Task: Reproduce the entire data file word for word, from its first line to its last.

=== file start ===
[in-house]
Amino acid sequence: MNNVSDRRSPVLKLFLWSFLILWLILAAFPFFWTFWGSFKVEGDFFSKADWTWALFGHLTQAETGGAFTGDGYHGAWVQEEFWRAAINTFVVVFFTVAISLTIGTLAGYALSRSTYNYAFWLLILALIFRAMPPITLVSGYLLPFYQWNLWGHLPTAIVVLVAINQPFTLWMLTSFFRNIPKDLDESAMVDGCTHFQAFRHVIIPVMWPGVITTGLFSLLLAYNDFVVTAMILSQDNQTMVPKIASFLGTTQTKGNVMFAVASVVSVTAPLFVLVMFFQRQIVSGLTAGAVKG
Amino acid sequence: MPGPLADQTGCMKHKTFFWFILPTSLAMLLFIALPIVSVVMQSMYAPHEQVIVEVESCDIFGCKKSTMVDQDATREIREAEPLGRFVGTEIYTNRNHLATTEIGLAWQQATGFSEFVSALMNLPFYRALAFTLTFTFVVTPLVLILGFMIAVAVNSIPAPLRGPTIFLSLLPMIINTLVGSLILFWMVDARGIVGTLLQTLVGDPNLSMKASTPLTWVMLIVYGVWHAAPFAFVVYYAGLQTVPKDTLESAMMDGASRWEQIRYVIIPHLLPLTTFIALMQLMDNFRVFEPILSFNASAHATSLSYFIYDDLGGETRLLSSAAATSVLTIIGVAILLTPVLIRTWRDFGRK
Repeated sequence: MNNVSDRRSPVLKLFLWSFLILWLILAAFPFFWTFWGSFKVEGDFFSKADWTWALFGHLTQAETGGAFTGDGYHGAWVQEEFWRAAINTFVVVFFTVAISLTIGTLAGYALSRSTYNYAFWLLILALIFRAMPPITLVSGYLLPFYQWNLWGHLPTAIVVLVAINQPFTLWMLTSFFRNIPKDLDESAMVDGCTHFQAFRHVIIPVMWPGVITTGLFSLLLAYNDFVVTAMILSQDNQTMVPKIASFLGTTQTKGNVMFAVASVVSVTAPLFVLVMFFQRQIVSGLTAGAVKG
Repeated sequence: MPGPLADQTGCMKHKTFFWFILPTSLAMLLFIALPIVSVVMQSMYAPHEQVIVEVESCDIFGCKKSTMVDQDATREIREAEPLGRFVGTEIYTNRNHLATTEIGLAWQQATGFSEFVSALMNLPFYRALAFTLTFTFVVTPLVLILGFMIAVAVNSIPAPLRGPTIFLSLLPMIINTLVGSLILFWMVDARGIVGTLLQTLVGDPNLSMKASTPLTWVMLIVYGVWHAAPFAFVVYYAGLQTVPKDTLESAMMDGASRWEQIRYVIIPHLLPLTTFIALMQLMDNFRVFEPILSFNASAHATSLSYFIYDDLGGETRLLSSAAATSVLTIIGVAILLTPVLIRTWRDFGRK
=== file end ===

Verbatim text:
[in-house]
Amino acid sequence: MNNVSDRRSPVLKLFLWSFLILWLILAAFPFFWTFWGSFKVEGDFFSKADWTWALFGHLTQAETGGAFTGDGYHGAWVQEEFWRAAINTFVVVFFTVAISLTIGTLAGYALSRSTYNYAFWLLILALIFRAMPPITLVSGYLLPFYQWNLWGHLPTAIVVLVAINQPFTLWMLTSFFRNIPKDLDESAMVDGCTHFQAFRHVIIPVMWPGVITTGLFSLLLAYNDFVVTAMILSQDNQTMVPKIASFLGTTQTKGNVMFAVASVVSVTAPLFVLVMFFQRQIVSGLTAGAVKG
Amino acid sequence: MPGPLADQTGCMKHKTFFWFILPTSLAMLLFIALPIVSVVMQSMYAPHEQVIVEVESCDIFGCKKSTMVDQDATREIREAEPLGRFVGTEIYTNRNHLATTEIGLAWQQATGFSEFVSALMNLPFYRALAFTLTFTFVVTPLVLILGFMIAVAVNSIPAPLRGPTIFLSLLPMIINTLVGSLILFWMVDARGIVGTLLQTLVGDPNLSMKASTPLTWVMLIVYGVWHAAPFAFVVYYAGLQTVPKDTLESAMMDGASRWEQIRYVIIPHLLPLTTFIALMQLMDNFRVFEPILSFNASAHATSLSYFIYDDLGGETRLLSSAAATSVLTIIGVAILLTPVLIRTWRDFGRK
Repeated sequence: MNNVSDRRSPVLKLFLWSFLILWLILAAFPFFWTFWGSFKVEGDFFSKADWTWALFGHLTQAETGGAFTGDGYHGAWVQEEFWRAAINTFVVVFFTVAISLTIGTLAGYALSRSTYNYAFWLLILALIFRAMPPITLVSGYLLPFYQWNLWGHLPTAIVVLVAINQPFTLWMLTSFFRNIPKDLDESAMVDGCTHFQAFRHVIIPVMWPGVITTGLFSLLLAYNDFVVTAMILSQDNQTMVPKIASFLGTTQTKGNVMFAVASVVSVTAPLFVLVMFFQRQIVSGLTAGAVKG
Repeated sequence: MPGPLADQTGCMKHKTFFWFILPTSLAMLLFIALPIVSVVMQSMYAPHEQVIVEVESCDIFGCKKSTMVDQDATREIREAEPLGRFVGTEIYTNRNHLATTEIGLAWQQATGFSEFVSALMNLPFYRALAFTLTFTFVVTPLVLILGFMIAVAVNSIPAPLRGPTIFLSLLPMIINTLVGSLILFWMVDARGIVGTLLQTLVGDPNLSMKASTPLTWVMLIVYGVWHAAPFAFVVYYAGLQTVPKDTLESAMMDGASRWEQIRYVIIPHLLPLTTFIALMQLMDNFRVFEPILSFNASAHATSLSYFIYDDLGGETRLLSSAAATSVLTIIGVAILLTPVLIRTWRDFGRK